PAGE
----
There are different types of capital gains tax. Long-term capital gains tax applies to investments held for more than one year, while short-term capital gains tax applies to those held for a year or less, with the tax rate being higher for short-term gains. We’ll cover more in detail below.

Short-Term Capital Gains Tax

Short-term capital gains tax is the tax levied on profits earned from selling an asset held for less than a year and is also one of the tax implications that you want to avoid having to pay if possible.

This is because it is the highest tax percentage on short-term investments. Thus, you will owe short-term capital gains if you purchase a rental property and sell it within one year. The rates accounted for will range from 10% to 37%.

Long-Term Capital Gains Tax

Long-term gains occur when you sell a rental property more than one year after purchasing it. As stated above, you will pay less tax, typically either 0%, 15%, or 20%, depending on the total gains and your filing status.

Inflation can lead to capital gains, but owning commercial real estate, like manufacturing or self-storage facilities, can serve as a hedge against it. According to a study by MIT, recurring income and property value increases from industrial property can provide a hedge against inflation.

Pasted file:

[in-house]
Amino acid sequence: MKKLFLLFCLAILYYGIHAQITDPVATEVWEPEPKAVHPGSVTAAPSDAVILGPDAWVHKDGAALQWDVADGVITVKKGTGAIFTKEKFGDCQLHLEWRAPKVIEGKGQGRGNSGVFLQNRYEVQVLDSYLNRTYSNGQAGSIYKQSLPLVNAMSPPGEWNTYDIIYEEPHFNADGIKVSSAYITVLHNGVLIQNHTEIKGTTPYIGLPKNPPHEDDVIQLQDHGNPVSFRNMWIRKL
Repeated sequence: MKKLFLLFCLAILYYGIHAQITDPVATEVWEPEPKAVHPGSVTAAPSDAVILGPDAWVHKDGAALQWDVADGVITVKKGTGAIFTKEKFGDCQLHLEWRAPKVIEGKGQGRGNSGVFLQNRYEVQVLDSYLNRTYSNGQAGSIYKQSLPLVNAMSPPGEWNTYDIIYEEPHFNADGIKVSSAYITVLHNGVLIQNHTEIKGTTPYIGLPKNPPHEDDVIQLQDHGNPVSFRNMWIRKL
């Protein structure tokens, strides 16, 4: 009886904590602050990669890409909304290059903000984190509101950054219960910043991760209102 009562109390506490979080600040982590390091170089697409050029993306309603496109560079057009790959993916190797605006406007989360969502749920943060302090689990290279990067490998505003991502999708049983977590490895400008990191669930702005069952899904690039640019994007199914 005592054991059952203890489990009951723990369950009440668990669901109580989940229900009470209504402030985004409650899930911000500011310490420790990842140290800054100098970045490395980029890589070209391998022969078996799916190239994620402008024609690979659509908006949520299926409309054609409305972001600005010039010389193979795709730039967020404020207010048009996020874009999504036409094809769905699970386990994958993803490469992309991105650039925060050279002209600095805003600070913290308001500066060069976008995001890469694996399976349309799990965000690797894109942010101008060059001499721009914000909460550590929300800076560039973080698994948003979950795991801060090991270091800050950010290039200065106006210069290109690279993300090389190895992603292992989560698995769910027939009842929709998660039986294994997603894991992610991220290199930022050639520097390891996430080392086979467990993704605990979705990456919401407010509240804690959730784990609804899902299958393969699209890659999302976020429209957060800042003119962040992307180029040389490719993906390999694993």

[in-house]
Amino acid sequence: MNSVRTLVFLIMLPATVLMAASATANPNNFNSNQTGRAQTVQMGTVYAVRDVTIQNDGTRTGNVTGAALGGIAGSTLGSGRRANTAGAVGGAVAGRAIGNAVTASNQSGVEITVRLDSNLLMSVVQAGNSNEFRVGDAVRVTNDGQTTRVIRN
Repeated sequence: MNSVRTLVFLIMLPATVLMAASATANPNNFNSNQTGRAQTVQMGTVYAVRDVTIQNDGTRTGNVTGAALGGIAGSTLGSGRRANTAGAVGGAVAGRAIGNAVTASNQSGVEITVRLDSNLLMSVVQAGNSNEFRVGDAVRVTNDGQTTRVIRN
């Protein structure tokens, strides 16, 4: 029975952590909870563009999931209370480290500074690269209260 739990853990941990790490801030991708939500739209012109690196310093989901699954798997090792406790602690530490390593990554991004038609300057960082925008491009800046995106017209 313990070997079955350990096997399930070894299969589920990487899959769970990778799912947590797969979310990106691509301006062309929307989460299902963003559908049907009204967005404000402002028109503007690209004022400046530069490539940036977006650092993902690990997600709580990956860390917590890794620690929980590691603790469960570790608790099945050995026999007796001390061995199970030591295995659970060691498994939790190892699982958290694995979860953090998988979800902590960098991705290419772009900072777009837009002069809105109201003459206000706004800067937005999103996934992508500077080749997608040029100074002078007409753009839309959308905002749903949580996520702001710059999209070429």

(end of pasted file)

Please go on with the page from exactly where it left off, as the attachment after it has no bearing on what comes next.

From a personal earnings perspective, the long-term capital gains tax rate is lower than the tax rate for ordinary income. However, the exact percentage of the long-term capital gains tax is determined by the individual’s income and filing status. To better understand the distinction between short-term and long-term capital gains, refer to the following tables for additional information.

Source: Internal Revenue Service
Source: Internal Revenue Service
Source: Internal Revenue Service
Source: Internal Revenue Service

Depreciation Recapture Tax

Depreciation recapture tax only occurs in a specific situation where real estate investors choose to depreciate the value of their rental properties to reduce taxable income while owning them. However, if the property is sold for more than its adjusted cost basis after depreciation has been used, a depreciation recapture tax of 25% is applied in addition to the capital gains tax. This is because the IRS seeks to recover the benefits gained from depreciation deductions.

It is worth noting that not all investors will be subject to depreciation recapture tax. This type of tax only applies in specific circumstances where the depreciation technique has been used, but the property is sold for more than its adjusted cost basis. In other words, if the property is sold for less than or equal to its adjusted cost basis, no depreciation recapture tax applies.